It is very rare that your heirs, other than a spouse, will be held liable for your debts upon death.  Your debts will usually be settled by the estate.  Creditors can take as much as they need from the estate to settle the debts.  If there is still outstanding debt after the creditors have seized all the assets from the estate, then the estate will be insolvent and the creditors will often be left without full repayment.  It is worth noting that any claims made against an estate can be challenged by the representative of the estate.  If the representative of the estate believes a claim is incorrect, they should notify the claimant, who can bring this dispute to court.

In New Jersey, creditors have nine months after death to stake a claim against an estate.  If the claim is not made within those nine months, the courts may dismiss the claim and leave the creditor empty-handed.  This is why notice of death from the executor to the creditors is so important.  If the executor does not notify the creditors of the decedent’s death, then the nine-month rule may be waived and the creditors may have a longer time to stake a claim.  

If the claim is submitted within the nine months, and the claim is granted, the creditors will be able to receive assets from the estate to settle the debt.  The order of priority for claiming debts goes as follows: 

  • Funeral expenses; then
  • Taxes, medical bills, and judgments against the decedent; and finally
  • Unsecured creditors

Generally speaking, the only time heirs will have to pay money for these debts is when the estate gets distributed prematurely.  In this instance, a creditor can claim assets from the heir totaling up to their total inheritance from the estate.  The creditors cannot seize more than what the heir inherited from the estate.  

Will Your Spouse Be Held Liable?

There are many types of debt for which your spouse will be treated as any other heir.  New Jersey is not a Community Property State, meaning that New Jersey does not deem that married couples legally share each other’s property and debt.  This is good news.  In New Jersey, debts such as credit card debts or student loans will not be held against the surviving spouse if the spouse did not co-sign on the debt.  There are some exceptions, however.

The spouse will be liable for other debts, such as the mortgage of a home the spouse still lives in, or any other debts incurred by the decedent if the surviving spouse co-signed.  The spouse can also be held liable for medical expenses or other necessary expenses incurred by the decedent during their marriage.  While debts incurred by the decedent are oftentimes only held against the estate, there is something called the doctrine of necessaries.  This doctrine allows spouses to be held liable for necessary expenses incurred while married.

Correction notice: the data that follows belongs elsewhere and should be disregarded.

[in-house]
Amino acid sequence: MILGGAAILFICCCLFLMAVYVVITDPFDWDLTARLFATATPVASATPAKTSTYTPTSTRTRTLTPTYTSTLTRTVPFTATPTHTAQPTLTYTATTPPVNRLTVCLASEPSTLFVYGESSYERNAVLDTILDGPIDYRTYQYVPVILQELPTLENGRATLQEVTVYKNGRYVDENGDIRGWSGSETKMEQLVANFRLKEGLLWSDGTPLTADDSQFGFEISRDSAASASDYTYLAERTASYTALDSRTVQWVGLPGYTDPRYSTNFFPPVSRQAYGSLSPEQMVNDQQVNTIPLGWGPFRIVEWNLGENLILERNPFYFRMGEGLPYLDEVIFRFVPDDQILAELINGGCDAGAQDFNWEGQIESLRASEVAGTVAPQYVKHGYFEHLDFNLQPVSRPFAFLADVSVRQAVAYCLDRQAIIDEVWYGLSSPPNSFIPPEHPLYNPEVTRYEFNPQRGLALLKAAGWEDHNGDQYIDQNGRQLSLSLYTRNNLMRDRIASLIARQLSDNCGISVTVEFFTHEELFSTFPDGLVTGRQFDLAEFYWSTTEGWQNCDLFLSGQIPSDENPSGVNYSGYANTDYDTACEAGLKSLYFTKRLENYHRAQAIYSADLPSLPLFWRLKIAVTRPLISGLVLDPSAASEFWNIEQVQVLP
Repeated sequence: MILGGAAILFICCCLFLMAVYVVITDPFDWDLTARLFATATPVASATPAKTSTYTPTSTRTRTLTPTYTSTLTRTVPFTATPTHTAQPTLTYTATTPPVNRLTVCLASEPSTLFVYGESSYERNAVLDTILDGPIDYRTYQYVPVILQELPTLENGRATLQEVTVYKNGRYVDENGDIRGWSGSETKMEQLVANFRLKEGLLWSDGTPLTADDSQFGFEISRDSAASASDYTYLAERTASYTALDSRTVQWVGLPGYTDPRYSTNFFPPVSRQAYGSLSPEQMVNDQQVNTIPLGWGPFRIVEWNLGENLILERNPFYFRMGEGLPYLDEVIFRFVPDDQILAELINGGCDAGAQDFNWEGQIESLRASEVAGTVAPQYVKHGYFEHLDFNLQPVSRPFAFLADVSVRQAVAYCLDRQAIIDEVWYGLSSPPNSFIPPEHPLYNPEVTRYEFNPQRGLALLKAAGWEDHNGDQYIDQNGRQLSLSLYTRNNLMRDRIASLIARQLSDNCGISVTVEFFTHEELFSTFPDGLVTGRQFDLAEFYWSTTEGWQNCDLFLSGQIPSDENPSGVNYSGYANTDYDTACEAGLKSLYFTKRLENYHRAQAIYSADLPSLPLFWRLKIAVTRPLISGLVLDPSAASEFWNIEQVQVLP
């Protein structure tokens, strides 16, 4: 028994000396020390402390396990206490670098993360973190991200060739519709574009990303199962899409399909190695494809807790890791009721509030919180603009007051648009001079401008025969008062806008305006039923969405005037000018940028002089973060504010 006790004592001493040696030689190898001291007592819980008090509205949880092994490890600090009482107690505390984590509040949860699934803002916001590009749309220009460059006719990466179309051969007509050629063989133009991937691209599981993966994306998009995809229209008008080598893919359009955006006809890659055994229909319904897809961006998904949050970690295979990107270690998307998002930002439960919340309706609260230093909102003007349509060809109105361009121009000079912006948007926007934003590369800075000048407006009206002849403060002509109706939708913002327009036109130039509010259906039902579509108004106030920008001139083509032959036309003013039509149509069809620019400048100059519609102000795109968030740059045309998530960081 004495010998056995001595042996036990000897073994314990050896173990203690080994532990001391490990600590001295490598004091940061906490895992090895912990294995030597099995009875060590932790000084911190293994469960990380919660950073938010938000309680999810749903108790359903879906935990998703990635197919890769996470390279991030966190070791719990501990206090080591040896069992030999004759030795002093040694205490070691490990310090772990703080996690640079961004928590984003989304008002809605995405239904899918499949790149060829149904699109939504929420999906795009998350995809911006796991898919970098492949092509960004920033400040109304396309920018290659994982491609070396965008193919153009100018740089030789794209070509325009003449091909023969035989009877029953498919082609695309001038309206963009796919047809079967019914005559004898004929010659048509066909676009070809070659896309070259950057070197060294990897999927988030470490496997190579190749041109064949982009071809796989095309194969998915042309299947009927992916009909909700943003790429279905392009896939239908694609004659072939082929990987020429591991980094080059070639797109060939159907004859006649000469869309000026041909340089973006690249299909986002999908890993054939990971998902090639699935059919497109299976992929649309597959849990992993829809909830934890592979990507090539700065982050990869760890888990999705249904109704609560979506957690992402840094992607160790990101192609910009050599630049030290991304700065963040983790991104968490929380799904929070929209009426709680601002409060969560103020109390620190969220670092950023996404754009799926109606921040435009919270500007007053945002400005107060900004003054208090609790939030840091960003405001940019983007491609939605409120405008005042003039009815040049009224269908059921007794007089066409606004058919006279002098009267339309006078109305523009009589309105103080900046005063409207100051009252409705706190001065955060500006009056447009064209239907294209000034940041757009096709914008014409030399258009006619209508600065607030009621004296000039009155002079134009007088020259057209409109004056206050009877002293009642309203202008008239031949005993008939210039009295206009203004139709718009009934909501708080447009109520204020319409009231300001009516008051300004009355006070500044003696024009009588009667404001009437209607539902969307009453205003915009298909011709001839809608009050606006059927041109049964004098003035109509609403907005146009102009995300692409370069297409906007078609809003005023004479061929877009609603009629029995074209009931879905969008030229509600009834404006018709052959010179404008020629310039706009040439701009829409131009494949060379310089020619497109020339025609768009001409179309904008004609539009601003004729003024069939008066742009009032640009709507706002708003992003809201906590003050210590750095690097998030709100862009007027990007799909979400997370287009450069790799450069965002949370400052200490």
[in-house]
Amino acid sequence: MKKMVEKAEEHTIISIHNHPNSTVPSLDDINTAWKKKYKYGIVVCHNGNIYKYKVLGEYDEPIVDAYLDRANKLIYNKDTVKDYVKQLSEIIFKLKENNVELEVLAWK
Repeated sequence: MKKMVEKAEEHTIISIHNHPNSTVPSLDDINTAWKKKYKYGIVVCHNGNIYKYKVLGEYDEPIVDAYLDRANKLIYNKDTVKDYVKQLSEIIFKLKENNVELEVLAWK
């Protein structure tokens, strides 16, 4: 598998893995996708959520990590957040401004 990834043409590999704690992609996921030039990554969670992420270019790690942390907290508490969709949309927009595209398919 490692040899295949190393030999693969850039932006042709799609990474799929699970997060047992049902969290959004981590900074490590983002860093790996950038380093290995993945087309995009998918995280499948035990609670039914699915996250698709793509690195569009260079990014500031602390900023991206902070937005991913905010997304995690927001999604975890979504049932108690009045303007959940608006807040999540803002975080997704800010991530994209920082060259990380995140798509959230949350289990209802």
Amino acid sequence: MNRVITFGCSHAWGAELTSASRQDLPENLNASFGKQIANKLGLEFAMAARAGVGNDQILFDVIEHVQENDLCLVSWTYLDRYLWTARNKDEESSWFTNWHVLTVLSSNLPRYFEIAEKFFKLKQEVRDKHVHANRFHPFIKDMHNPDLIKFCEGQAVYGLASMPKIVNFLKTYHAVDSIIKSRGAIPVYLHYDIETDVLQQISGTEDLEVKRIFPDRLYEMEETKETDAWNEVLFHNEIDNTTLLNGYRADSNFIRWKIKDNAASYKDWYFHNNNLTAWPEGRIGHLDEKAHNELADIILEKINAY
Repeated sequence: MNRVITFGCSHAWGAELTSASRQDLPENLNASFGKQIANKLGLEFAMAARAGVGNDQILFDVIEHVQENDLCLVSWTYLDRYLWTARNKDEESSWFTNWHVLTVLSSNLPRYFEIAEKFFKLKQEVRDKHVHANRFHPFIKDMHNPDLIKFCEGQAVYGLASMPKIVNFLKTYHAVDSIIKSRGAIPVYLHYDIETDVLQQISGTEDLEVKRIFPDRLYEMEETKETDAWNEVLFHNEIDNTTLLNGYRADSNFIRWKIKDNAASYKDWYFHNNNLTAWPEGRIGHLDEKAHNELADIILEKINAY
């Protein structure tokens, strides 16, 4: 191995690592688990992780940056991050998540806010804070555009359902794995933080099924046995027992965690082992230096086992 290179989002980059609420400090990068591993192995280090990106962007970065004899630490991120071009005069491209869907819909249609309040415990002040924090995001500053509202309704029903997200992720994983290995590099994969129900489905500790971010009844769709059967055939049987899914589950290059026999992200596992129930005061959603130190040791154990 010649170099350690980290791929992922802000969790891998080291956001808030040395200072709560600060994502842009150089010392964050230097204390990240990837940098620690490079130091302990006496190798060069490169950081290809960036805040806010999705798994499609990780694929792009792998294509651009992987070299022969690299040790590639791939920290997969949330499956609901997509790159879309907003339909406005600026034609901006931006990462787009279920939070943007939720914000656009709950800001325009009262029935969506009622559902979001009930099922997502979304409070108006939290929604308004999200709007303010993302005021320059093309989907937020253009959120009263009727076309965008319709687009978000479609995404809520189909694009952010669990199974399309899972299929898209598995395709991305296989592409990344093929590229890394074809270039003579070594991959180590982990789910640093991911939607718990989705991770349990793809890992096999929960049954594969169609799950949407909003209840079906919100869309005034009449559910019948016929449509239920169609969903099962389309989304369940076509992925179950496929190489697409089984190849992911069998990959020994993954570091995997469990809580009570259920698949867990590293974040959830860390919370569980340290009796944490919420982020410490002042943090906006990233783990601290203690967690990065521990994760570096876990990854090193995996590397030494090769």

Doctrine of Necessaries

The doctrine of necessaries in New Jersey allows creditors to seek repayment from the surviving spouse for necessary expenses incurred during the marriage.  The usual example of this is medical bills that were incurred for necessary medical treatment to the deceased spouse, but this doctrine can also extend to credit card debt from charges “necessary” to support the household.  

This doctrine allows medical providers or applicable creditors to file suit against a surviving spouse to compel them to pay the debt.  Since the debt was incurred for something “necessary” to the decedent’s well-being, common law believes the spouse has an obligation to repay this debt.  In doctrine of necessaries cases, the burden of proof is on the creditor, but if their claim succeeds then the surviving spouse will have to repay that debt.  

No other heir nor family member will be responsible for these types of expenses since the common law goal of this doctrine was to oblige spouses to care for one another.  If you are unsure whether the doctrine of necessaries applies to a particular debt, we recommend reaching out to an attorney.

Need Advice?

Heirs other than spouses are rarely personally responsible for the debts of a decedent.  Unless an heir co-signed debt with the decedent or lived in the decedent’s house and now wishes to continue paying the mortgage, then the heir will hardly ever incur the debt.  Surviving spouses will incur the decedent’s debt more frequently than other heirs will, but the types of debt the surviving spouse can incur are very limited in New Jersey.  

The thought of debt being passed onto relatives can be a stressful one.  Luckily, New Jersey limits the impact of this issue by minimizing the types of debt that can be inherited and the people that can be burdened with it.  If you are unsure whether your heirs or spouse will be left to pay off your debt, our experienced attorneys at Rosenblum Law can assess your situation and offer you sound legal advice.